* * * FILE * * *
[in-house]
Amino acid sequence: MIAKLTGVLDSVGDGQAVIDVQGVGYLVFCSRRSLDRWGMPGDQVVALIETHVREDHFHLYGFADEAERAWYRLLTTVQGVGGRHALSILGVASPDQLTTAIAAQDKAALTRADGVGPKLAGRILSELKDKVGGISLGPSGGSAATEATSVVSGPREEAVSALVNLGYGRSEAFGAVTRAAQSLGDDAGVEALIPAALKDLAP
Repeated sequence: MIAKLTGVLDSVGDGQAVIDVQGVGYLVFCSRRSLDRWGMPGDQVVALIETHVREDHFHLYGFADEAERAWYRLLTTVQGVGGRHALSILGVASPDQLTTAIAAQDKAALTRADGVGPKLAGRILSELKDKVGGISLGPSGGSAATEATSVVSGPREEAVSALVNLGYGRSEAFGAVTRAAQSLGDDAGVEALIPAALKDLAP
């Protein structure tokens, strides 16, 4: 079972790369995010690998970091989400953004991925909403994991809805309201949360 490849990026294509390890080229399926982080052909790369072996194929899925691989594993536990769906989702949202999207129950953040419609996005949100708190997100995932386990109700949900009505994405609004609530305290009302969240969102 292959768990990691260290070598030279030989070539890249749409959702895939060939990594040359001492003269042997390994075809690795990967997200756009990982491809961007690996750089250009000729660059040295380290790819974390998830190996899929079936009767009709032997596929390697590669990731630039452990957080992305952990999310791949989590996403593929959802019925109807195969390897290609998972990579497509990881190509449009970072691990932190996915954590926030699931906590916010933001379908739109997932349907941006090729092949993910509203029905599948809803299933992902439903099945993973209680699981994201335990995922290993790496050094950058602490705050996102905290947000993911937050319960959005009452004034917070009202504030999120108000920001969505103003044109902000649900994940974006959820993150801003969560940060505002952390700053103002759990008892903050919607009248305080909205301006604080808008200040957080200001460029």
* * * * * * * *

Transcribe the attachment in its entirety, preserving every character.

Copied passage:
[in-house]
Amino acid sequence: MIAKLTGVLDSVGDGQAVIDVQGVGYLVFCSRRSLDRWGMPGDQVVALIETHVREDHFHLYGFADEAERAWYRLLTTVQGVGGRHALSILGVASPDQLTTAIAAQDKAALTRADGVGPKLAGRILSELKDKVGGISLGPSGGSAATEATSVVSGPREEAVSALVNLGYGRSEAFGAVTRAAQSLGDDAGVEALIPAALKDLAP
Repeated sequence: MIAKLTGVLDSVGDGQAVIDVQGVGYLVFCSRRSLDRWGMPGDQVVALIETHVREDHFHLYGFADEAERAWYRLLTTVQGVGGRHALSILGVASPDQLTTAIAAQDKAALTRADGVGPKLAGRILSELKDKVGGISLGPSGGSAATEATSVVSGPREEAVSALVNLGYGRSEAFGAVTRAAQSLGDDAGVEALIPAALKDLAP
């Protein structure tokens, strides 16, 4: 079972790369995010690998970091989400953004991925909403994991809805309201949360 490849990026294509390890080229399926982080052909790369072996194929899925691989594993536990769906989702949202999207129950953040419609996005949100708190997100995932386990109700949900009505994405609004609530305290009302969240969102 292959768990990691260290070598030279030989070539890249749409959702895939060939990594040359001492003269042997390994075809690795990967997200756009990982491809961007690996750089250009000729660059040295380290790819974390998830190996899929079936009767009709032997596929390697590669990731630039452990957080992305952990999310791949989590996403593929959802019925109807195969390897290609998972990579497509990881190509449009970072691990932190996915954590926030699931906590916010933001379908739109997932349907941006090729092949993910509203029905599948809803299933992902439903099945993973209680699981994201335990995922290993790496050094950058602490705050996102905290947000993911937050319960959005009452004034917070009202504030999120108000920001969505103003044109902000649900994940974006959820993150801003969560940060505002952390700053103002759990008892903050919607009248305080909205301006604080808008200040957080200001460029």